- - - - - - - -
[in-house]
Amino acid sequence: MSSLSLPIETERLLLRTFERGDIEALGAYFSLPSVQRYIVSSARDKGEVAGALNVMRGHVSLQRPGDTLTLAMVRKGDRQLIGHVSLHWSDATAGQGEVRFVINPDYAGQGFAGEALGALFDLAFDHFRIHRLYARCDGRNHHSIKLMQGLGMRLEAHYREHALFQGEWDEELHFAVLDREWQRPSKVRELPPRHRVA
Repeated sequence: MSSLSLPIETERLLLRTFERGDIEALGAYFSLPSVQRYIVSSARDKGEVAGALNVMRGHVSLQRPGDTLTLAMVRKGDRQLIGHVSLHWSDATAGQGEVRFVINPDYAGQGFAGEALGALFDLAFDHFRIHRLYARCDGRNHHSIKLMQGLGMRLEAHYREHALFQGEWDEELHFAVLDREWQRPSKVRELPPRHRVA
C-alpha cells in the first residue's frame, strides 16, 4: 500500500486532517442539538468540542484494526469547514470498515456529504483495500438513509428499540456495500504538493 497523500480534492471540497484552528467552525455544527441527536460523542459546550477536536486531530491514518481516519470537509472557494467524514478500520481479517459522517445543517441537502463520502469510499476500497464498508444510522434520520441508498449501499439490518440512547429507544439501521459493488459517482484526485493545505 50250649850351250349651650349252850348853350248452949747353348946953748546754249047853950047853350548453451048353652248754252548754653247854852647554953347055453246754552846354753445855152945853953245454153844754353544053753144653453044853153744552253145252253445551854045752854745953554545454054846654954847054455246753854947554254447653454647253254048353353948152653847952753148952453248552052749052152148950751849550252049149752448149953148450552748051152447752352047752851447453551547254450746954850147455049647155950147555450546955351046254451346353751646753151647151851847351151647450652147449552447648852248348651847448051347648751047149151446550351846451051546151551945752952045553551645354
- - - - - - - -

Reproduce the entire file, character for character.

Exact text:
[in-house]
Amino acid sequence: MSSLSLPIETERLLLRTFERGDIEALGAYFSLPSVQRYIVSSARDKGEVAGALNVMRGHVSLQRPGDTLTLAMVRKGDRQLIGHVSLHWSDATAGQGEVRFVINPDYAGQGFAGEALGALFDLAFDHFRIHRLYARCDGRNHHSIKLMQGLGMRLEAHYREHALFQGEWDEELHFAVLDREWQRPSKVRELPPRHRVA
Repeated sequence: MSSLSLPIETERLLLRTFERGDIEALGAYFSLPSVQRYIVSSARDKGEVAGALNVMRGHVSLQRPGDTLTLAMVRKGDRQLIGHVSLHWSDATAGQGEVRFVINPDYAGQGFAGEALGALFDLAFDHFRIHRLYARCDGRNHHSIKLMQGLGMRLEAHYREHALFQGEWDEELHFAVLDREWQRPSKVRELPPRHRVA
C-alpha cells in the first residue's frame, strides 16, 4: 500500500486532517442539538468540542484494526469547514470498515456529504483495500438513509428499540456495500504538493 497523500480534492471540497484552528467552525455544527441527536460523542459546550477536536486531530491514518481516519470537509472557494467524514478500520481479517459522517445543517441537502463520502469510499476500497464498508444510522434520520441508498449501499439490518440512547429507544439501521459493488459517482484526485493545505 50250649850351250349651650349252850348853350248452949747353348946953748546754249047853950047853350548453451048353652248754252548754653247854852647554953347055453246754552846354753445855152945853953245454153844754353544053753144653453044853153744552253145252253445551854045752854745953554545454054846654954847054455246753854947554254447653454647253254048353353948152653847952753148952453248552052749052152148950751849550252049149752448149953148450552748051152447752352047752851447453551547254450746954850147455049647155950147555450546955351046254451346353751646753151647151851847351151647450652147449552447648852248348651847448051347648751047149151446550351846451051546151551945752952045553551645354